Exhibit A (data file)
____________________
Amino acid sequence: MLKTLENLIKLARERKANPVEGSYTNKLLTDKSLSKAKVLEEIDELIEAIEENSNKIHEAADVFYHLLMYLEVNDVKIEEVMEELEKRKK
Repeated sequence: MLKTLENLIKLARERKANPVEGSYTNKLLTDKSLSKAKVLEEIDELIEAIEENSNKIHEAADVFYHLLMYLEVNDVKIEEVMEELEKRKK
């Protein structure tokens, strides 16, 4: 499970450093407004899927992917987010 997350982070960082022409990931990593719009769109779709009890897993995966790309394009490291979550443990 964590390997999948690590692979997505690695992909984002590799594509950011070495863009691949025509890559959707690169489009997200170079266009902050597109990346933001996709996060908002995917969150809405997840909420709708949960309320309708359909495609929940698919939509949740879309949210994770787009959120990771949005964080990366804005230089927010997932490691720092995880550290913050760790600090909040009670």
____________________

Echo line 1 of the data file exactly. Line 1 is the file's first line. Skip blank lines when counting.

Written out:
Amino acid sequence: MLKTLENLIKLARERKANPVEGSYTNKLLTDKSLSKAKVLEEIDELIEAIEENSNKIHEAADVFYHLLMYLEVNDVKIEEVMEELEKRKK